A proposal to extend subsidies for coal power plants in the EU may interfere with plans to quickly agree on a power market reform that Brussels claims would make electricity prices more stable and predictable.
Sweden, the rotating president of the EU, submitted the proposal at the last moment, suggesting that EU members keep their subsidies for coal power plants, Reuters reported today. The subsidies finance the facilities to ensure they stand by ready to generate electricity in case of a decline in output from other sources.
The proposal sounds quite sensible in light of Britain’s recent experience with solar: a hot weather spell compromised its solar power capacity output, prompting the start of a coal power plant to make up for the difference between electricity supply and demand.
Without such financing, coal power plants would go out of business because working only sporadically would basically guarantee the electricity they produce is not competitive, especially combined with the emission permits coal power plant operators are obliged to buy from the EU.
The power market reform aims to decouple the price of electricity across the European Union from the price of natural gas and instead tie it to the price of electricity generated by wind and solar installations.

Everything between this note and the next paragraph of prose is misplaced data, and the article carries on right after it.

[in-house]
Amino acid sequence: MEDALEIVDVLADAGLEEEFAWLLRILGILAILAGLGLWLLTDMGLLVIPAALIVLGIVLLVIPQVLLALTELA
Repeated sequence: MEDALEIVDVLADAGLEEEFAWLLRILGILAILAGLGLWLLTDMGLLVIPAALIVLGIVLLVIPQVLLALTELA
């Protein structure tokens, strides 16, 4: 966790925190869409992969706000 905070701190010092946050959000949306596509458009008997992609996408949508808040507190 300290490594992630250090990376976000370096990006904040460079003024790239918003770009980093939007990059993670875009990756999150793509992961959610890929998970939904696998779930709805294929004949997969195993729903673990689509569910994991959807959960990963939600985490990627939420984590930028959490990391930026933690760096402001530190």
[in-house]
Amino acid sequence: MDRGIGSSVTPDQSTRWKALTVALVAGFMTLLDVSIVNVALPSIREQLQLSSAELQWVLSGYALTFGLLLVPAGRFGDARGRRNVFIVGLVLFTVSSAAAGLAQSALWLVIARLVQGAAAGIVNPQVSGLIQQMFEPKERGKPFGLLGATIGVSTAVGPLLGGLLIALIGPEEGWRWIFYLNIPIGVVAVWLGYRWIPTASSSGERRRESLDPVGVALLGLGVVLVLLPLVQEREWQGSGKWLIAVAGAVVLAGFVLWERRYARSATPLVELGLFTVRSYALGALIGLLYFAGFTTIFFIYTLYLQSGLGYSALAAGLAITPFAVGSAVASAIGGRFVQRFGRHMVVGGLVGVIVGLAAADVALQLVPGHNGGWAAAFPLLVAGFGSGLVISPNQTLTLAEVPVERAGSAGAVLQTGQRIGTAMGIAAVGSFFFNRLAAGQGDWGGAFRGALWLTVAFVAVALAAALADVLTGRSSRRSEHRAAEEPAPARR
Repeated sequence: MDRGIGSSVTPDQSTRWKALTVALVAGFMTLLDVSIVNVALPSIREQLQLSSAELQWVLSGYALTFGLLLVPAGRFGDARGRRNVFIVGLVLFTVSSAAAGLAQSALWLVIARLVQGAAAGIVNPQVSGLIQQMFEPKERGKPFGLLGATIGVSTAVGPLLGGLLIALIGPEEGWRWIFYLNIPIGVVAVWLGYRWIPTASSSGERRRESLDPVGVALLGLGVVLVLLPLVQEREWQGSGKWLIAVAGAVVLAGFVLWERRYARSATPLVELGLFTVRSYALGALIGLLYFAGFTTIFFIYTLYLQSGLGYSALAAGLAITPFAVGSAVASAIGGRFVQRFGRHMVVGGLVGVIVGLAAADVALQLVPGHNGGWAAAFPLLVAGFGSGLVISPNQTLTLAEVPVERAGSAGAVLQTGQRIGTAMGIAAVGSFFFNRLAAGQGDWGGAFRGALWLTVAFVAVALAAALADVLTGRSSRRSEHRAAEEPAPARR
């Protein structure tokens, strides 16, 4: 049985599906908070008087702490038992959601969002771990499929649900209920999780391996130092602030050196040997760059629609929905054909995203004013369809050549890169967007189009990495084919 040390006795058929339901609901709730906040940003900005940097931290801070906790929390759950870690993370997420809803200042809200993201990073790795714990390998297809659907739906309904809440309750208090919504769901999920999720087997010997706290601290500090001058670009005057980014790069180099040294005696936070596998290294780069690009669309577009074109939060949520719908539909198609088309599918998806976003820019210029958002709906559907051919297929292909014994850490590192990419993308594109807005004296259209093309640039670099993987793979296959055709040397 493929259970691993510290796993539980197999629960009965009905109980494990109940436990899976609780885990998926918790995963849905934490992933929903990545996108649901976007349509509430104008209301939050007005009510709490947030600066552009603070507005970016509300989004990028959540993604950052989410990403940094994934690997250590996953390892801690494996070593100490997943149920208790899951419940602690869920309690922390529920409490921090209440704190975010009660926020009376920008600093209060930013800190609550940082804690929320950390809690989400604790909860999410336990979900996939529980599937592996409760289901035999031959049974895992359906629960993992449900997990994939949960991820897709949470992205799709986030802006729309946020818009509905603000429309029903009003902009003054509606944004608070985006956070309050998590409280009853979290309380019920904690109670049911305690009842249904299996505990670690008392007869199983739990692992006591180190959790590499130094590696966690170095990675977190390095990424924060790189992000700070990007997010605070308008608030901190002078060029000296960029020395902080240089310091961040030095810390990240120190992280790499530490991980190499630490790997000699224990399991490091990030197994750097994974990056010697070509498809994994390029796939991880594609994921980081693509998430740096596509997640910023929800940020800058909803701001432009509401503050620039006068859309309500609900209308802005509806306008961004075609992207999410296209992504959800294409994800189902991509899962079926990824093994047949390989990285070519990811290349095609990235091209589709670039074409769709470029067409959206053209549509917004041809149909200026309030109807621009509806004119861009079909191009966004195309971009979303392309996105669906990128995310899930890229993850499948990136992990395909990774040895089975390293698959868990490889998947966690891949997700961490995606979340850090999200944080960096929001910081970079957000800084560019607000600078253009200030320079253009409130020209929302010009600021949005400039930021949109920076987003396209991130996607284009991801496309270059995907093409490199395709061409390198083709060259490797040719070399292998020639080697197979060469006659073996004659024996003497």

The idea is to lock in prices over a longer term under power purchase agreements with businesses and so-called contracts for difference with the government to avoid the surge Europeans saw last year.
Sweden’s proposal, however, could derail the deal as some EU governments believe continued financial support for coal power goes against the EU’s net-zero agenda.
At the same time, some EU members such as Poland and Bulgaria have been reluctant to close their coal power plants without enough alternative—and reliable—generation capacity to replace them.
By Irina Slav for Oilprice.com
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